In 2015 in the UK, 1,360 babies who were born after 24 weeks’ gestation died in their first 28 days of life.
Overall, neonatal mortality rates are declining. This means that generally fewer babies per 1000 births are dying each year. The graph below shows neonatal mortality rates in England and Wales from 1985 to 2015.
In 2014, 31 percent of babies who died in their first 28 days of life died due to complications after birth; this was the largest cause of death. 28 per cent of babies died due to congenital anomalies, and 18 per cent of deaths were due to babies being born extremely early.
Find out more about the causes of neonatal deaths.
Factors such as race, the age of the mother, and the economic situation of the area of birth can also increase the risk of neonatal death:
- In 2015 more babies born to mothers living in the most deprived areas died in the neonatal period when compared to mothers who lived in less deprived areas.
- Similarly, more babies born to mothers aged under 20 and over 40 died, when compared to other age groups.
- Babies born to Black, Black British, Asian or Asian British parents had a 45 per cent increased risk of neonatal death compared to babies of white ethnicity.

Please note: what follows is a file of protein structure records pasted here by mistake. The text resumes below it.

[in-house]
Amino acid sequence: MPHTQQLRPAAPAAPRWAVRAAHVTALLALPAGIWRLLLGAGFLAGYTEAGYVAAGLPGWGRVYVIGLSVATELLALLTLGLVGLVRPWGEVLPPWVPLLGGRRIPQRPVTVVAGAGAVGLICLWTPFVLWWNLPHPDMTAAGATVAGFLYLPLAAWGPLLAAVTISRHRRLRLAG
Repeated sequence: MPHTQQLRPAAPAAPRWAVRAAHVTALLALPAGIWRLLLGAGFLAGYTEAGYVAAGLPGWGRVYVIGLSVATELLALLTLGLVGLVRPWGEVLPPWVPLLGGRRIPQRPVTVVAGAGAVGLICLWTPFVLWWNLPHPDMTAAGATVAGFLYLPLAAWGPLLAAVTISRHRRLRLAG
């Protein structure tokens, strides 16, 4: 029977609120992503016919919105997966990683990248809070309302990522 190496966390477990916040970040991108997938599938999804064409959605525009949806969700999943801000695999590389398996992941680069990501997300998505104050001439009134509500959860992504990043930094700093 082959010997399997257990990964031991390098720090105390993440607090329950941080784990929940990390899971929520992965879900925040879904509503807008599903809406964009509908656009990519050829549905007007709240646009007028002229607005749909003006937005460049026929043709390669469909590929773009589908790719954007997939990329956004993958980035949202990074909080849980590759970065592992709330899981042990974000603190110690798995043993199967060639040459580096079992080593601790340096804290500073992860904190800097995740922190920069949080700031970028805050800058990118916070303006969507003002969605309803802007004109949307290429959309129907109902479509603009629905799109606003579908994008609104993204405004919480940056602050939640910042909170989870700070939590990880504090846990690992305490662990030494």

There are several factors which can also further increase the risk of neonatal mortality:
- Smoking during pregnancy can lead to many complications for the baby. The baby is at higher risk of being born prematurely, of being born with a low birth weight, and also at higher risk of death. In 2015 around 20 per cent of mothers of babies who were stillborn or who died in the neonatal period smoked throughout their pregnancy. Find out more about stopping smoking in pregnancy.
- Obesity during pregnancy has also been associated with increased neonatal death rates.
Babies who die after 24 weeks of pregnancy, without showing signs of life after birth, are known as stillbirths - you can find out more about stillbirth rates in the UK from the charity Sands.
How early a baby is born has an effect on their chance of survival, and a high proportion of neonatal deaths in the UK are due to complications caused by prematurity.
The following survival rates have been calculated from the number of live births and deaths (under one year old) at each gestation (point of pregnancy) in 2013. The figures below do not include stillbirth.
It is important to remember that every baby has a unique set of circumstances, and just because a baby is born extremely prematurely does not mean they won’t survive. This should be taken into consideration when reading these survival statistics.
If you have been affected by the information on this webpage or if you need support at any time, please call the Bliss helpline on 0808 801 0322 or email email@example.com